I do believe, feel in my gut and experience daily with my child, that there is a universal experience of motherhood. I do not mean the over idealized glowing pregnant Mama to be or Virgin with wings in the sky. I mean the gritty and visceral vulnerability and fierceness that comes with being and becoming a mother to an innocent, vulnerable human being with whom you are inextricably and viscerally connected. Recently, my 2 year old got sick with a fever. When I got the call informing me that he had a fever, everything else became simply an obstacle that needed to GET OUT OF MY WAY because my baby is sick and he needs his Mama. I am not normally someone who is described as aggressive. In fact, I may tend to error, shall we say on the pleasing codependent side of practicing expressing anger (though I have worked hard on cultivating assertiveness and direct communication skills in recovery). However, on that day, Look OUT for the person that was in my way because I would have pushed over a truck if it was blocking the path to my baby.

Motherhood isn’t the easy or the lightning bolt transcendent kind of spiritual experience. It is more of a “before enlightenment do the laundry, after enlightenment, do the laundry” kind. The biggest gifts for me in going on spiritual retreat were: 1) No laundry 2) No dishes 3) No diapers 4) No 3am wakings.  And yet many, many, many people choose to become mothers, an unpaid, 24 hour job for a minimum of 21 years (and more realistically a lifetime). And yet we do it. And we do it willingly. Why? Because even with the grit, and perhaps because of it, it is a miracle.  It was a miracle for me, after having survived a life-threatening eating disorder fifteen years ago, that I was able to become pregnant and give birth. http://www.exploringwomanhood.com/mindbodysoul/health/anorexia_fertility.htm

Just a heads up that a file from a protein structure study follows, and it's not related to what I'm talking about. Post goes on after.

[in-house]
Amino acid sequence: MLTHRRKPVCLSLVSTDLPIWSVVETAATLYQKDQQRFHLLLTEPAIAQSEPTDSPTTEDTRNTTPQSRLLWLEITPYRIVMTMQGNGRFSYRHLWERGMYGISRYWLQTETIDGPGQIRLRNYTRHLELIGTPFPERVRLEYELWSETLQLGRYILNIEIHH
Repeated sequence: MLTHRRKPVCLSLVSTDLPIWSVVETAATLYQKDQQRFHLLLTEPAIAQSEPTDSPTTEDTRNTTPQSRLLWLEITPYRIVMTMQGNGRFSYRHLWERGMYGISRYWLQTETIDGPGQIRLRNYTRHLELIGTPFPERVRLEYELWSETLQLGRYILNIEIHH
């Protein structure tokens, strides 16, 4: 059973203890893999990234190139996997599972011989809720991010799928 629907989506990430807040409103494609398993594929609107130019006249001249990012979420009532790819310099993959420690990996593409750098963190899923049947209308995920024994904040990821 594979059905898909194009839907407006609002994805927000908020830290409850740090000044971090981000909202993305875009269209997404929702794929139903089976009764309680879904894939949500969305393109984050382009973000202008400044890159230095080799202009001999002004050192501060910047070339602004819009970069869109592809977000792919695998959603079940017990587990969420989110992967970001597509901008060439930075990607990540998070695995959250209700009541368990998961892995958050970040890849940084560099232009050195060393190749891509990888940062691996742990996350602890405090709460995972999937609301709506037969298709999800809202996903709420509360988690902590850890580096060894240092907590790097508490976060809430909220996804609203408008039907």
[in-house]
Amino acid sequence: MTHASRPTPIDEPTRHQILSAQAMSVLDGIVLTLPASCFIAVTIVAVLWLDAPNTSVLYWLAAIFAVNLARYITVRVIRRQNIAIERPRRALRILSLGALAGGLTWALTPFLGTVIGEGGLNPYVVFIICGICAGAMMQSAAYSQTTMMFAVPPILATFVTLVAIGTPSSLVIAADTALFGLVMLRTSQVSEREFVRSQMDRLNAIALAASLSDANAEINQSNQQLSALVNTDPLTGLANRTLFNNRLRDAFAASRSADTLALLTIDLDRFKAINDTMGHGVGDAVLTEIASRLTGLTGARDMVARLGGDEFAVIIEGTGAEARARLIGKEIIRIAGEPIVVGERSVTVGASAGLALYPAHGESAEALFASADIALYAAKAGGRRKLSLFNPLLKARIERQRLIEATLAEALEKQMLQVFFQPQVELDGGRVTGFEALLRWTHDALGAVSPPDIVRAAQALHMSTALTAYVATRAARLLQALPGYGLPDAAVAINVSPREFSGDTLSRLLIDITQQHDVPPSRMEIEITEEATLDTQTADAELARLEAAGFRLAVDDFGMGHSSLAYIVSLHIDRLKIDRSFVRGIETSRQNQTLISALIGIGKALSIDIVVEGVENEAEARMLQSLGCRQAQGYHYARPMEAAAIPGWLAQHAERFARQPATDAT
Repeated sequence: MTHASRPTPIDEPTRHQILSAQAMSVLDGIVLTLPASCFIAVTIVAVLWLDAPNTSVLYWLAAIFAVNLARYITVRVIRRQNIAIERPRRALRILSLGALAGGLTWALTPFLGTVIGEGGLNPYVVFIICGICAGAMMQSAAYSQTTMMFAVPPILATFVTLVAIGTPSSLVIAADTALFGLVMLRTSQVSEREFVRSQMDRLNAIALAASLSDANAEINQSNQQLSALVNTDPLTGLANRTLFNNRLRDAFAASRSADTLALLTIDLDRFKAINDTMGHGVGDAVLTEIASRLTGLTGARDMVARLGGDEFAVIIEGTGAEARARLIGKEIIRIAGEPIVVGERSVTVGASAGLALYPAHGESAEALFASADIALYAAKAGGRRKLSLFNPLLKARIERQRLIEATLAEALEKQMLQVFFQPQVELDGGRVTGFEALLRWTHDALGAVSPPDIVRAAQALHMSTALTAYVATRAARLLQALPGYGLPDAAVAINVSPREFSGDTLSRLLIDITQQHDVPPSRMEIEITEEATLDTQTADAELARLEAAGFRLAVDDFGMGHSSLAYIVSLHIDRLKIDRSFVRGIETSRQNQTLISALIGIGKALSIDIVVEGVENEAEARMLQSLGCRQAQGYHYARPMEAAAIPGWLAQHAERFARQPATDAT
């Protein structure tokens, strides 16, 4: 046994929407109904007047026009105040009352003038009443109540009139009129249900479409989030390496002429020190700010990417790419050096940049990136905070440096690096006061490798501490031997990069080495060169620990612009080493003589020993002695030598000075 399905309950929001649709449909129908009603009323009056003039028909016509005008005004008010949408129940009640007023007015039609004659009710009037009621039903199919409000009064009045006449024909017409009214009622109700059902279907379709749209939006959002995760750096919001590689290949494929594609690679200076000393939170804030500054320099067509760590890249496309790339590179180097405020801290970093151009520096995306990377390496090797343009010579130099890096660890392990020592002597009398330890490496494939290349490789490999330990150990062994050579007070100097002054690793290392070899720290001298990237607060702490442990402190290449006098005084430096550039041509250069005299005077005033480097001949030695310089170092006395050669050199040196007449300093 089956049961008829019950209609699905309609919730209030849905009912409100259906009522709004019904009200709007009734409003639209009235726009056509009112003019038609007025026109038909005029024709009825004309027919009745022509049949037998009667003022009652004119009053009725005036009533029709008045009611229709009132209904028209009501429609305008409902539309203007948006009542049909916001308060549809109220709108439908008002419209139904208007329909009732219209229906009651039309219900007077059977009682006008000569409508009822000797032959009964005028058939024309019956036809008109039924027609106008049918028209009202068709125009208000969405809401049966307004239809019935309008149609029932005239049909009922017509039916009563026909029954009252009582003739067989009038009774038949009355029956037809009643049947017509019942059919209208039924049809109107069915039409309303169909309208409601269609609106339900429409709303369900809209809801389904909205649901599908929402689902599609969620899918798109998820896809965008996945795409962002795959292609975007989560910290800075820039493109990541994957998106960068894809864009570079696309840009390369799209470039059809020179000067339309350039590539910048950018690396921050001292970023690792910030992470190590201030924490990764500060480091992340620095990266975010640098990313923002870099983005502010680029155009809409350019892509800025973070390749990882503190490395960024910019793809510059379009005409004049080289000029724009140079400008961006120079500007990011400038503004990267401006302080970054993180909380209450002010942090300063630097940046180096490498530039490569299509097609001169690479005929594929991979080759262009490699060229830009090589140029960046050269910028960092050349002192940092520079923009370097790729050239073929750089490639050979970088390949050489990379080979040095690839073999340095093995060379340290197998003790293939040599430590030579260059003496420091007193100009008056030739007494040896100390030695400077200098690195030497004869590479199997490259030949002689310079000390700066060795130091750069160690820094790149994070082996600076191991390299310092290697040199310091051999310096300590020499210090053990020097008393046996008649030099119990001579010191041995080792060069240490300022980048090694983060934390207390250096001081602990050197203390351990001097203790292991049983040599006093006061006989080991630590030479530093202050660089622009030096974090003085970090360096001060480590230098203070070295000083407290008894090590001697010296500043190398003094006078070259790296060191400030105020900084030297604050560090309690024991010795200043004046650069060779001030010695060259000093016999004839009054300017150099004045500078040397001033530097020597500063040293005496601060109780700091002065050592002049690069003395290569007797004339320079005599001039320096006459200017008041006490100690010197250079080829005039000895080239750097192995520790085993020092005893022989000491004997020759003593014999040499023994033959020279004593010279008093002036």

Mary knew that. She knew it when she said yes to the angel. She knew it when she said yes, even though (I would imagine) many people including her husband were saying “Really? An angel impregnated you? Sure…” She said yes to the miracle despite all the disbelievers because saying yes to the miracle was more important than giving credence to the naysayers. Anyone in recovery from any kind of addiction or eating disorder knows that saying yes in the face of doubt and disbelief is a crucial element of recovery. Mary said yes to the miracle, even if it meant giving birth to her baby in a barn full of scratchy straw without pain medication or an epidural. Why? Because it is an honor and a gift to be a Mom; it is truly a miracle. Amen.